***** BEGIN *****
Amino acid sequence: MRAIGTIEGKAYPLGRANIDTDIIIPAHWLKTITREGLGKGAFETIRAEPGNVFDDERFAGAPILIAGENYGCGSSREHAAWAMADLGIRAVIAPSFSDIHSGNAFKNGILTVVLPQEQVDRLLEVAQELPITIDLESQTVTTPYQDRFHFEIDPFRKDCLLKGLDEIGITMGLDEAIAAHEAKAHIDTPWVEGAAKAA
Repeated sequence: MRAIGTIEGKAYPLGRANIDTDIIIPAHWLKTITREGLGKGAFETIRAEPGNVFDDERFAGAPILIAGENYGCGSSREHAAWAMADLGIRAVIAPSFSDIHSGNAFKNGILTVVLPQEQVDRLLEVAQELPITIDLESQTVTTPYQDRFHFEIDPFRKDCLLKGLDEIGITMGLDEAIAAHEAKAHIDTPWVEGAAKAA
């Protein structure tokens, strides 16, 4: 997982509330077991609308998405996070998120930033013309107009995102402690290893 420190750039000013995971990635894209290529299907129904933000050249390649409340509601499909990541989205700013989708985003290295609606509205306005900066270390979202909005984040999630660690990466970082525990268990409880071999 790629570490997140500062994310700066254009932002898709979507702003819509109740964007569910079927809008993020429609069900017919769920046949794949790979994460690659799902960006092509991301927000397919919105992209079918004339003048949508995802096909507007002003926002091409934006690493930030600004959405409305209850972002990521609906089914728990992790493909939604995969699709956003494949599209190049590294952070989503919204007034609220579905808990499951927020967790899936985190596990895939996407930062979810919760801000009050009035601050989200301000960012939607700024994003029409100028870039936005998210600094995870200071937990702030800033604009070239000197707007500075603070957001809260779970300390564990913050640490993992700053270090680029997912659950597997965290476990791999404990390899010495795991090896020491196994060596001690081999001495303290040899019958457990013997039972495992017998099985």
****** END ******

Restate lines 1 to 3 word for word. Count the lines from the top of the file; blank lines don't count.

Amino acid sequence: MRAIGTIEGKAYPLGRANIDTDIIIPAHWLKTITREGLGKGAFETIRAEPGNVFDDERFAGAPILIAGENYGCGSSREHAAWAMADLGIRAVIAPSFSDIHSGNAFKNGILTVVLPQEQVDRLLEVAQELPITIDLESQTVTTPYQDRFHFEIDPFRKDCLLKGLDEIGITMGLDEAIAAHEAKAHIDTPWVEGAAKAA
Repeated sequence: MRAIGTIEGKAYPLGRANIDTDIIIPAHWLKTITREGLGKGAFETIRAEPGNVFDDERFAGAPILIAGENYGCGSSREHAAWAMADLGIRAVIAPSFSDIHSGNAFKNGILTVVLPQEQVDRLLEVAQELPITIDLESQTVTTPYQDRFHFEIDPFRKDCLLKGLDEIGITMGLDEAIAAHEAKAHIDTPWVEGAAKAA
């Protein structure tokens, strides 16, 4: 997982509330077991609308998405996070998120930033013309107009995102402690290893 420190750039000013995971990635894209290529299907129904933000050249390649409340509601499909990541989205700013989708985003290295609606509205306005900066270390979202909005984040999630660690990466970082525990268990409880071999 790629570490997140500062994310700066254009932002898709979507702003819509109740964007569910079927809008993020429609069900017919769920046949794949790979994460690659799902960006092509991301927000397919919105992209079918004339003048949508995802096909507007002003926002091409934006690493930030600004959405409305209850972002990521609906089914728990992790493909939604995969699709956003494949599209190049590294952070989503919204007034609220579905808990499951927020967790899936985190596990895939996407930062979810919760801000009050009035601050989200301000960012939607700024994003029409100028870039936005998210600094995870200071937990702030800033604009070239000197707007500075603070957001809260779970300390564990913050640490993992700053270090680029997912659950597997965290476990791999404990390899010495795991090896020491196994060596001690081999001495303290040899019958457990013997039972495992017998099985």